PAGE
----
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Two Thirds of Buyers are Struck With Anxiety Fighting the Challenges of Buying Their First Home

 

This year, reports revealed that first-time buyers (FTBs) account for more than half (51%) of the nation’s buying market for the first time since 1995 and with the average deposit for a first-time home now sitting at £33,000, today new research has revealed that mortgages have as much impact mentally as they do financially on first-time buyers.

According to a survey of 2,000 FTBs currently in the market for a home, commissioned by online bank Atom bank, two thirds (64%) have admitted to feeling anxiety when tackling the challenges of getting a mortgage and purchasing their first home.

A lack of education around mortgages is playing a huge part in buyers’ anxiety. Of the 64% of buyers who have felt anxious whilst looking for a house, a massive three quarters (74%) attribute being unsatisfied with their knowledge of mortgages as a key factor.

The process has become so overwhelming for some, that over a third (37%) of buyers recently considering purchasing a new property have pulled out due to the stress of it all.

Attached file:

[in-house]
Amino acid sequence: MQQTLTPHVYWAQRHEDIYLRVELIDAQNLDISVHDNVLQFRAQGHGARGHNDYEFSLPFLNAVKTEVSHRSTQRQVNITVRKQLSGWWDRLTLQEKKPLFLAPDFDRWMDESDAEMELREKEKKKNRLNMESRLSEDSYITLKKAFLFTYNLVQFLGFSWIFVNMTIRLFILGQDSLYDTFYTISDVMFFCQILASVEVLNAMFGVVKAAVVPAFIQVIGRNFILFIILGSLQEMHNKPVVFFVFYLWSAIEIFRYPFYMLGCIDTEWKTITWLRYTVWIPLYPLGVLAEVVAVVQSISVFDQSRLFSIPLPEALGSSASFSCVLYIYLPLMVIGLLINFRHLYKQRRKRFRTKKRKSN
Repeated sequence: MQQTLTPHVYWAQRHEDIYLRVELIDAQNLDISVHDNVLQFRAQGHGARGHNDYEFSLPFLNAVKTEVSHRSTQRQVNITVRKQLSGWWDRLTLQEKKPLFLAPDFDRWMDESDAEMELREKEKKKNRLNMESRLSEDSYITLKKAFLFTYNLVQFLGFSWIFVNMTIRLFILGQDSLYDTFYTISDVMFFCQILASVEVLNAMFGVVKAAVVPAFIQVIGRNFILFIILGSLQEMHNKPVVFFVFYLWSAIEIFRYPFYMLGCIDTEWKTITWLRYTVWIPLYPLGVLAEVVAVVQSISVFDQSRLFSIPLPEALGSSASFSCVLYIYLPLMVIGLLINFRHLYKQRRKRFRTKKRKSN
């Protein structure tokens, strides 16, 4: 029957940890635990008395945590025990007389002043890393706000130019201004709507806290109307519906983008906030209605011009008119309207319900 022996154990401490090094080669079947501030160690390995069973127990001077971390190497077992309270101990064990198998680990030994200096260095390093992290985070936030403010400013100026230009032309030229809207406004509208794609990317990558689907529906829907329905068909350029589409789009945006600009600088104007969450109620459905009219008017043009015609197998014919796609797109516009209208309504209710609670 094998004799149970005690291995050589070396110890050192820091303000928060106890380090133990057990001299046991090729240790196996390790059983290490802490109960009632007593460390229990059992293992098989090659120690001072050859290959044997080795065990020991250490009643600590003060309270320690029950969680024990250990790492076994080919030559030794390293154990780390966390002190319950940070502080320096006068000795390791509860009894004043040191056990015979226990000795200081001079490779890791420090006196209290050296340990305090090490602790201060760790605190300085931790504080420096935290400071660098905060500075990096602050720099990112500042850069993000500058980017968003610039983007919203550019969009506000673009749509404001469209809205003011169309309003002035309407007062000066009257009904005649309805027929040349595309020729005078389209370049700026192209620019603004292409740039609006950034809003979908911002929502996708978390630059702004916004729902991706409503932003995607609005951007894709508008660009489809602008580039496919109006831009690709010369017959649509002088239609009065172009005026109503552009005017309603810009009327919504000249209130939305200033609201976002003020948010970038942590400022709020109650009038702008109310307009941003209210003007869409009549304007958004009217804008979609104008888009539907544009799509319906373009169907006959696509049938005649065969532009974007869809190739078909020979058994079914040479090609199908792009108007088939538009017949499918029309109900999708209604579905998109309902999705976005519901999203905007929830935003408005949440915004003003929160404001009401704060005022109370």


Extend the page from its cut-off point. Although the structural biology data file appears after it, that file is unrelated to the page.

3 in 5 (58%) admit that a key contributing factor to their high stress levels is saving for a large enough deposit. Though the stress is not limited to those on a lower income, as almost half (47%) of households earning more than £80,000 a year have said they’re struggling to save for a deposit. This is in spite of the fact they’re earning nearly three times the national average wage (£29,009).

Mortgage Complexity and Mental Health

The research reveals the complexity of the current mortgage process is causing first-time buyers to doubt whether mortgage companies actually understand the challenges modern buyers face.

More than 7 in 10 people (72%) who are anxious about the challenges of purchasing a home don’t think that mortgage companies fully comprehend the challenges buyers face. The consensus is heightened by the fact that more than three quarters (78%) of the nation believe the mortgage process is too complex and needs to be more consumer-friendly. More than a third (37%) of buyers – from builders to barristers – with a postgraduate degree feel dissatisfied with the mortgage process and with 7 in 10 (70%) of Brits looking to move in to their new home this year still feeling anxious about the prospect, the mortgage process proves to be daunting from start to finish.